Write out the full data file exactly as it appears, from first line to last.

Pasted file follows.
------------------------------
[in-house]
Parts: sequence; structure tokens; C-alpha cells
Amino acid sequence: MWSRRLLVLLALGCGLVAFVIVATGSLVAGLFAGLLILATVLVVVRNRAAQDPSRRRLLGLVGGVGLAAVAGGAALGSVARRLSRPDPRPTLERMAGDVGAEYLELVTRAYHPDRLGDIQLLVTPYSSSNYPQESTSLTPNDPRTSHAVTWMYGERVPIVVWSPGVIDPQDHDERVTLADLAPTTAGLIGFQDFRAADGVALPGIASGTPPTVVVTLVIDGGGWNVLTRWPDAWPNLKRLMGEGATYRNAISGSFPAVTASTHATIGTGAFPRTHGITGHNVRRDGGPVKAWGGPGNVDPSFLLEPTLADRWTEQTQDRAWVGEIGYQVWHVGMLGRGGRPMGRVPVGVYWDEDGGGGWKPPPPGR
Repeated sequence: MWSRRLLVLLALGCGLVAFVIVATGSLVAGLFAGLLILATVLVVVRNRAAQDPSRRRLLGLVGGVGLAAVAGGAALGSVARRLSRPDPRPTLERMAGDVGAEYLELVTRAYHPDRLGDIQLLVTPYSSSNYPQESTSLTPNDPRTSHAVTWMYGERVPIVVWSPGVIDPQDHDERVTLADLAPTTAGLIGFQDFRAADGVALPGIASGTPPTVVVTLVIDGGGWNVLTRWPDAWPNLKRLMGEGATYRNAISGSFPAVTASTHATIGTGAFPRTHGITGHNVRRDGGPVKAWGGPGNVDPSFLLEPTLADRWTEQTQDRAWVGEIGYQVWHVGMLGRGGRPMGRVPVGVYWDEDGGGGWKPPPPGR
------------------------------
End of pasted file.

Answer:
[in-house]
Parts: sequence; structure tokens; C-alpha cells
Amino acid sequence: MWSRRLLVLLALGCGLVAFVIVATGSLVAGLFAGLLILATVLVVVRNRAAQDPSRRRLLGLVGGVGLAAVAGGAALGSVARRLSRPDPRPTLERMAGDVGAEYLELVTRAYHPDRLGDIQLLVTPYSSSNYPQESTSLTPNDPRTSHAVTWMYGERVPIVVWSPGVIDPQDHDERVTLADLAPTTAGLIGFQDFRAADGVALPGIASGTPPTVVVTLVIDGGGWNVLTRWPDAWPNLKRLMGEGATYRNAISGSFPAVTASTHATIGTGAFPRTHGITGHNVRRDGGPVKAWGGPGNVDPSFLLEPTLADRWTEQTQDRAWVGEIGYQVWHVGMLGRGGRPMGRVPVGVYWDEDGGGGWKPPPPGR
Repeated sequence: MWSRRLLVLLALGCGLVAFVIVATGSLVAGLFAGLLILATVLVVVRNRAAQDPSRRRLLGLVGGVGLAAVAGGAALGSVARRLSRPDPRPTLERMAGDVGAEYLELVTRAYHPDRLGDIQLLVTPYSSSNYPQESTSLTPNDPRTSHAVTWMYGERVPIVVWSPGVIDPQDHDERVTLADLAPTTAGLIGFQDFRAADGVALPGIASGTPPTVVVTLVIDGGGWNVLTRWPDAWPNLKRLMGEGATYRNAISGSFPAVTASTHATIGTGAFPRTHGITGHNVRRDGGPVKAWGGPGNVDPSFLLEPTLADRWTEQTQDRAWVGEIGYQVWHVGMLGRGGRPMGRVPVGVYWDEDGGGGWKPPPPGR